We are a group of like-minded, motivated teachers and parents who desire a more personal and holistic approach to our children’s education. With that collective goal in mind we’ve come together to form Alma Forest, a not for profit association offering early years provision to children aged 3 to 6 years old.
Nestled between the surrounding hills and the city of San Roque, Alma Forest is situated within the natural beauty of Pinar Del Rey nature park in Andalucía.
At Alma Forest we apply the Forest School approach, an educational method which has been adopted throughout Europe, America, Australia and beyond. This educational method reflects current research on how children learn.
In support of that aim, we utilise all the benefits of living in southern Spain such as the weather, rich culture and diverse natural environment allowing children to pursue their learning interests in a healthy, natural way.
Alma Forest is a response to the growing desire of parents, employers, entrepreneurs and society-at-large to create better opportunities for future generations through holistic learning in a natural environment.
“The wild world is becoming so remote to children that they miss out – and an interest in the natural world doesn’t grow as it should. Nobody is going to protect the natural world unless they understand it.”
Sir David Attenborough
That each child will thrive in their discovery of self-knowledge, of nature and of modern ingenuity, applying their creativity and imagination as architects of a more resilient, collaborative and interconnected future.
Our mission is to develop innovative, dynamic and natural environments in which children are free to play, learn and reflect.
To observe, guide and support children in coming to know themselves and nurturing their connection to nature and the world. Like nature, we recognise that our resilience depends upon the diverse skills and unique qualities of our community.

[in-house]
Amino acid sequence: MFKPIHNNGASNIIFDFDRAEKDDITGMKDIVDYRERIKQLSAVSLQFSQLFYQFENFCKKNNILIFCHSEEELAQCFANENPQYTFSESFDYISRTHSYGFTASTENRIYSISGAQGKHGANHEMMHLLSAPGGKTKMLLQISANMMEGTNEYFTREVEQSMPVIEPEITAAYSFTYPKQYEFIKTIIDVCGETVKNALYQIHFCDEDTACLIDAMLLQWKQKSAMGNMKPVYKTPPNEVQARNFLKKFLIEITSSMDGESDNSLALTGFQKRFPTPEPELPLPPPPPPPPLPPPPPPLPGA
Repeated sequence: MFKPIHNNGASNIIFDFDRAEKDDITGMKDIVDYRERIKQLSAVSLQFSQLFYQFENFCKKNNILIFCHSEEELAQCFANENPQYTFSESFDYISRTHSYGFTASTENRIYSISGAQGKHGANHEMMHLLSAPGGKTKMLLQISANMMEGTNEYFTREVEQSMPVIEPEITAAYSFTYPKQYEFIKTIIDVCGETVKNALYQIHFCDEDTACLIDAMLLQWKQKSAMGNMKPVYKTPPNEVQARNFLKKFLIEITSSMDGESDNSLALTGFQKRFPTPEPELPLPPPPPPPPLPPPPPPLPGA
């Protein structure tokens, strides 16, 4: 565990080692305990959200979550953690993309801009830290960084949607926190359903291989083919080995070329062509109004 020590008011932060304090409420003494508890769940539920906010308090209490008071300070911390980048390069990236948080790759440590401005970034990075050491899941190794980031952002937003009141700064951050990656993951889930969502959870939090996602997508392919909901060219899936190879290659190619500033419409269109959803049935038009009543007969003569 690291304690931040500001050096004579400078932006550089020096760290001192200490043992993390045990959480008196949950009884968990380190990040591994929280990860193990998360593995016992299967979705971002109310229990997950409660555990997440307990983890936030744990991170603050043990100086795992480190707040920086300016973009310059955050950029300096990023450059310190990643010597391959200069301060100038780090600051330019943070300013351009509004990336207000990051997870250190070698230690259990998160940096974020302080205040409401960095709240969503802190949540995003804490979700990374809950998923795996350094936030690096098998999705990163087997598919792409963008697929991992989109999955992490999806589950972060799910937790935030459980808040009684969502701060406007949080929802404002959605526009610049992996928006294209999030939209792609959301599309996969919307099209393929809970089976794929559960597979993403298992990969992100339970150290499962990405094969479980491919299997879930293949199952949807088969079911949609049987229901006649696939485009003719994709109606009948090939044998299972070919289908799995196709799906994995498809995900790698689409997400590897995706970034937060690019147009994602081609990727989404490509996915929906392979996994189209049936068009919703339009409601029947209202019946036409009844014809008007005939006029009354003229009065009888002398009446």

We offer an education founded upon the principle of reciprocity whereby the entire community; teachers, students, parents and the environment, are understood to be both teachers and learners.
We will provide a strong foundation of academic skills, but also recognise and support the development and value of feeling, sensing and imagining as ways of knowing. In doing so we can sow the seeds of wisdom whilst promoting wellbeing, happiness and virtuosity.
“Forest School is an inspirational process that offers all learners regular opportunities to achieve and develop confidence and self-esteem through hands-on learning experiences in a woodland or natural environment with trees.”
Forest School Association
Forest Schools are long-term programmes within a natural space, lead by a qualified practitioner. They focus on developing personal, social and emotional life skills through child-led, nature-based learning.
The practice of immersing children in nature from an early age has long been popular in Scandinavian countries, where pre-school children spend most of their day outside, every day, regardless of the weather. Unlike most other pre-schools, the focus of this type of early education is not to teach academic facts, but to give kids the opportunity to play and learn freely in nature.
Forest Schools offer an opportunity to build important physical, social, cognitive and life skills, whilst integrating academic knowledge and experiential application.
In Finland, the comprehensive school system has sat at the top of Europe’s rankings for the past 16 years. Official guidance emphasises the importance in pre-school of the ‘joy of learning’, language enrichment, communication and physical activity. Carefully organised play helps develop qualities such as attention span, perseverance, self-motivation and problem solving. Strong predictors of academic success – children become powerful learners.